CROSS-AGE TUTORING BY HIGH SCHOOL STUDENTS AND THE AFFECTIVE PERCEPTION OF FOURTH GRADERS.
AuthorPIRTLE, KLAIRE BEATRICE.
AdvisorBrown, Edward D.
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PublisherThe University of Arizona.
RightsCopyright © is held by the author. Digital access to this material is made possible by the University Libraries, University of Arizona. Further transmission, reproduction or presentation (such as public display or performance) of protected items is prohibited except with permission of the author.
AbstractThe purpose of this study was to investigate the effectiveness of cross-age tutoring by high school students on the affective perception of fourth graders in the areas of self-concept, perception of self as a student, perception of self as a social studies student, and perception of self in the school environment. The tutoring was done in social studies--specifically in Arizona history--relating to the culture, history, and environment of the students' own surroundings. A rationale for the study was based on the social learning theory. High school students modeled behavior for the elementary students and reinforced positive learning experiences dealing with their own culture. This experience would enhance the elementary students feelings of self-worth, and improve their self-perception. The literature was reviewed from three aspects: cross-age tutoring, self-concept, and affective perception. Eight elementary classrooms, four experimental and four control, in four schools in the southwest part of Tucson, Arizona were involved in this one study. Nine hypotheses were tested dealing with self-concept and perception of self. Results of the study were assessed through the Piers-Harris Children's Self-Concept Scale pre- and post-measures, and the Affective Perception Inventory. An analysis of data was subjected to a two-factor analysis of variance using a hierarchical design. The primary aspect of this design is the assumption that an individual's score is partly influenced by the social unit of which the individual is a member. In all categories the treatment of cross-age tutoring had no effect on the experimental means. The hypotheses did not prove to be significant at the F = .05 level of significance. (A significant difference was found in the direction of the control group's mean score on the post self-concept scale.) It is the finding of this study that there were too many variables, other than the tutoring process, that could not be controlled. A further examination of the results shows that there were significant school within treatment effects, in the perception of self in the school environment, which indicates that the treatment interacted with classroom variables.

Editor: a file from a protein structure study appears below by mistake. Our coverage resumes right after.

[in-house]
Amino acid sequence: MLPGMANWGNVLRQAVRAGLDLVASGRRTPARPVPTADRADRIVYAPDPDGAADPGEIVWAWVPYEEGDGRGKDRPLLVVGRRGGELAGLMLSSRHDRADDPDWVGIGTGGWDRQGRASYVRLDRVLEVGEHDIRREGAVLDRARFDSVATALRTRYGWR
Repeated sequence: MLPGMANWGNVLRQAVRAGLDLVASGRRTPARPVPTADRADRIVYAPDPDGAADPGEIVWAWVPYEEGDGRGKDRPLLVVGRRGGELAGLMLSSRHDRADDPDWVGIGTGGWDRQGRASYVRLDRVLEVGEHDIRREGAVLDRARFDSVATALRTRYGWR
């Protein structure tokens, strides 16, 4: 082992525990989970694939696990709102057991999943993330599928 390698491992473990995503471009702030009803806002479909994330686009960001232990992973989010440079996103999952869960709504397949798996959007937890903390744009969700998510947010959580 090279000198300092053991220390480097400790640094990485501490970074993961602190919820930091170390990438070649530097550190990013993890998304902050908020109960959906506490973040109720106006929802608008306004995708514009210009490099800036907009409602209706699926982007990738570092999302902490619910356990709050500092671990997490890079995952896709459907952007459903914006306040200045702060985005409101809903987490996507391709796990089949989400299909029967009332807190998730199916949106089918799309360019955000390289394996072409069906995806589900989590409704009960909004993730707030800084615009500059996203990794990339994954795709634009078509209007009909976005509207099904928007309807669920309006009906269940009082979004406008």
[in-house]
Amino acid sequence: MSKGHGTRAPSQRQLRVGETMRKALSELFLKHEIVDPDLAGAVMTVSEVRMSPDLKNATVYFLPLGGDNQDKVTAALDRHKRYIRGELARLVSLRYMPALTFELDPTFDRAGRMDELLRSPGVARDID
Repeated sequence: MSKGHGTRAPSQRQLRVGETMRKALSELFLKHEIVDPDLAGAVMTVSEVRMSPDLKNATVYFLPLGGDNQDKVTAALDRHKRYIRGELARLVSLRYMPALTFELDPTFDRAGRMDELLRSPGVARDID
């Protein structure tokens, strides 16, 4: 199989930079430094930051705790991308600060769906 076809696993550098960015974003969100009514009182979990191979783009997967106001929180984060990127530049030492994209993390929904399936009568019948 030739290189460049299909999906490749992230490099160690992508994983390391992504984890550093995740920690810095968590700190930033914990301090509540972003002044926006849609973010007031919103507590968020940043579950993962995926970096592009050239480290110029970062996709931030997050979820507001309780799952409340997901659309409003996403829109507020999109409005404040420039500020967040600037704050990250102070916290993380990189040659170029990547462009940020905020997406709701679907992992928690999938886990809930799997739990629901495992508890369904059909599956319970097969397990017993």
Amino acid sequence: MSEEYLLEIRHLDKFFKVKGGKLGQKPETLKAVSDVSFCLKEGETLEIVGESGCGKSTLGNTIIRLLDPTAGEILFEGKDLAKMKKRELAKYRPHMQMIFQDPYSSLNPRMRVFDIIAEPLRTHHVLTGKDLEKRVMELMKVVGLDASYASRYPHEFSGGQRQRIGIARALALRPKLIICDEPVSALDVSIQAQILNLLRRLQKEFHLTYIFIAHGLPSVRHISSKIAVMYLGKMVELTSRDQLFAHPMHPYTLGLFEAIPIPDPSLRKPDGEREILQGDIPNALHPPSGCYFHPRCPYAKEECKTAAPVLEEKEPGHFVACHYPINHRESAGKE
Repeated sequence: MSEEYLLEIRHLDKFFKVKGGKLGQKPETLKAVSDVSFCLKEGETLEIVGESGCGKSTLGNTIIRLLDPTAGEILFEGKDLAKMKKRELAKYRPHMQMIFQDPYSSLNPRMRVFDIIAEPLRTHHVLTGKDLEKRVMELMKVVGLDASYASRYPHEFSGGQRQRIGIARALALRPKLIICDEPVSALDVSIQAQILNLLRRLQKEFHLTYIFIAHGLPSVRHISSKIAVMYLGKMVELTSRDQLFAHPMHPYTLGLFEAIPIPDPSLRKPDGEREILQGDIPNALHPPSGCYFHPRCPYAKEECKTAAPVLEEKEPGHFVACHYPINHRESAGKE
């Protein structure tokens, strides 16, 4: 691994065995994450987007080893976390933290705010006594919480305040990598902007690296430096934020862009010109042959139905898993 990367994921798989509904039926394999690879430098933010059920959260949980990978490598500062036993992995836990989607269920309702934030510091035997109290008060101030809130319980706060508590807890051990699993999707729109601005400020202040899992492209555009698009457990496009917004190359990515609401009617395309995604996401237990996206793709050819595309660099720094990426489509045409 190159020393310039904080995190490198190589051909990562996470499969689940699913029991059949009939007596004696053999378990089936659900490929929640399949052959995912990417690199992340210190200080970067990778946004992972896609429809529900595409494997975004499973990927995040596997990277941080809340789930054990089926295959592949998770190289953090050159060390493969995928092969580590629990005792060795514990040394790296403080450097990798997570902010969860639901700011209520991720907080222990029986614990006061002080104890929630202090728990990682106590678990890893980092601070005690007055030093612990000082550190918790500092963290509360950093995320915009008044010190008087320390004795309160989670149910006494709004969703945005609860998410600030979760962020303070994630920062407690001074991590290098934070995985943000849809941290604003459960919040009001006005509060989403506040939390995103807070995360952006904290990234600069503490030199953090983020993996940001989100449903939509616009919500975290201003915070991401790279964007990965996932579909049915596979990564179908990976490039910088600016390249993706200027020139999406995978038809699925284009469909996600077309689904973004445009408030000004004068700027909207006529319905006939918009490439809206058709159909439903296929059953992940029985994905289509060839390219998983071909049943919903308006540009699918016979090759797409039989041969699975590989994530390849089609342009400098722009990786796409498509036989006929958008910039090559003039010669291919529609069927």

Degree ProgramElementary Education